Brest also lives up to the title of the picture.  There’s really not a main female character in the picture.  However, the camera captures a woman entering the frame at random times for Frank’s heightened senses to kick in.  If Frank is going to end his life soon, then he will at least absorb the finest things the world has to offer and that is a beautiful woman.  Charlie doesn’t realize this yet, having spent most of his days at an all-boys private school.  Martin Brest does such good work.  He’ll position his close up on Pacino doing his work and then a brown-haired young lady will enter from behind.  The scene will shift gears from morose to eye opening. Simple, yet great technique at play here.

Pacino may have won the Oscar, where some debate this was not his finest material and that it was a more likely a long-time coming career award at this point.  The portrayal has also become spoofed so many times over since the release of the film (Seinfeld) and “Hoo Ahh!”.  Still, look at the individual scenes on display here.  There are so many different angles to this guy.  Frank Slade is a lonely man who doesn’t directly identify his sorrow, but rather masks it with drill sergeant persona.  Yet, Frank is also a charming man who graciously does a sensual tango in the middle of a dining room with a beautiful young girl (Gabrielle Anwar).  Reader, if you are a regular subscriber to my write ups, then you know I adore a dance scene that occurs within a non-musical.  Scent Of A Woman may feature the number one ranked scene in that category.  Try not to grin or smile during this marvelous centerpiece.  How fortunate for Anwar – the one woman who got to do a tango on film with the great Al Pacino.  I’m thankful it is cemented in my consciousness for eternity.  It’s an amazing scene; one that can be taken out of context from the film and adored on You Tube, many times over.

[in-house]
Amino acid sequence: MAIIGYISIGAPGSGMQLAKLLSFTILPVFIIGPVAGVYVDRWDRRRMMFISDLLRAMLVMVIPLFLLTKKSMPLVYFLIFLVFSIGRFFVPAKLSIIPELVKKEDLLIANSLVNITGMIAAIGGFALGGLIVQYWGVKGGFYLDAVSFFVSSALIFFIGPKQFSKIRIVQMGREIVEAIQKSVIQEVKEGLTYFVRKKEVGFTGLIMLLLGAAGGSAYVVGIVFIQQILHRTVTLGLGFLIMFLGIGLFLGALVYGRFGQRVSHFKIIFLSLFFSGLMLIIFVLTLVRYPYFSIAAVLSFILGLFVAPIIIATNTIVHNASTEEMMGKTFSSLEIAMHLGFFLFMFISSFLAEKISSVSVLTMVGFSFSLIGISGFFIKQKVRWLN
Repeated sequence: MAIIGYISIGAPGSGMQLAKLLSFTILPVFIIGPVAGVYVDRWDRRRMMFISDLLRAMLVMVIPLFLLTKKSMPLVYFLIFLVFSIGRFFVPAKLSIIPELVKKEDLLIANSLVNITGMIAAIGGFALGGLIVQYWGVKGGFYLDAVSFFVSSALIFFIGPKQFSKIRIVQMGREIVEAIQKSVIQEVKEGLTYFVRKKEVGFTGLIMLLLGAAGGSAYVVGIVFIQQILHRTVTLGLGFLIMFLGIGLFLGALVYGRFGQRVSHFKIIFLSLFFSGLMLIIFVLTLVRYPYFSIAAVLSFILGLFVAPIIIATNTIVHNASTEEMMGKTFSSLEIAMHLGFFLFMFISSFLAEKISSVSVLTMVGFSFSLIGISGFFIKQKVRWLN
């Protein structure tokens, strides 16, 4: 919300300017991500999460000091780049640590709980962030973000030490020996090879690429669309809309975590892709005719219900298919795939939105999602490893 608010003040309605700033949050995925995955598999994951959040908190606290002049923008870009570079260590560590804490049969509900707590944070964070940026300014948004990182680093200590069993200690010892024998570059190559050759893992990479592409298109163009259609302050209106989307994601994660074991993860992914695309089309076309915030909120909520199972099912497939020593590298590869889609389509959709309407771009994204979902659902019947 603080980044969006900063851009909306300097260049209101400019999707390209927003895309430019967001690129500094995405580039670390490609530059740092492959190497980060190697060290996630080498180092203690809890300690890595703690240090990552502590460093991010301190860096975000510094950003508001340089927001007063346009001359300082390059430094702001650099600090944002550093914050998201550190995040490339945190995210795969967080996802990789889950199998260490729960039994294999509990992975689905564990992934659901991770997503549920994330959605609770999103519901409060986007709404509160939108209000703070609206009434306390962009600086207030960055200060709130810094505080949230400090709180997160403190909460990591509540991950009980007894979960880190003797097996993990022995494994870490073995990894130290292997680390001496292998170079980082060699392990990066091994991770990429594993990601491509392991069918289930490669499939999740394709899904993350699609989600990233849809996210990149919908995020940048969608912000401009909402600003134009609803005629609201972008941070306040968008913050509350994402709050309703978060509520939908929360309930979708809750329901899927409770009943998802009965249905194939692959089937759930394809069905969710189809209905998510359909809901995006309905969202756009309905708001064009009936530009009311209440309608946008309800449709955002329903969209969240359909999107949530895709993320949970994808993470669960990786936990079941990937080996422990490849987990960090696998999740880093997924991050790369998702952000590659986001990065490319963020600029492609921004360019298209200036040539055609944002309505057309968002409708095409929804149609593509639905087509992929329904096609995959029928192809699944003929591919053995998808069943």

Pacino and O’Donnell have brilliant chemistry together and it makes sense that the story takes place during the Thanksgiving weekend.  These are two men from very different backgrounds and neither realizes how much they need to be rescued by one another.  Charlie will have to literally save Frank’s life, no matter how intimidating he appears.  Frank will have to save Charlie’s future against an established school that’s offered up some of the country’s most brilliant minds.  Poor Charlie from Oregon, without the coat tails of a legacy to ride upon doesn’t fit the mold for the next President or championship football coach.  Both issues have insurmountable odds of being overcome, and yet these two are the only ones who plow through the challenges.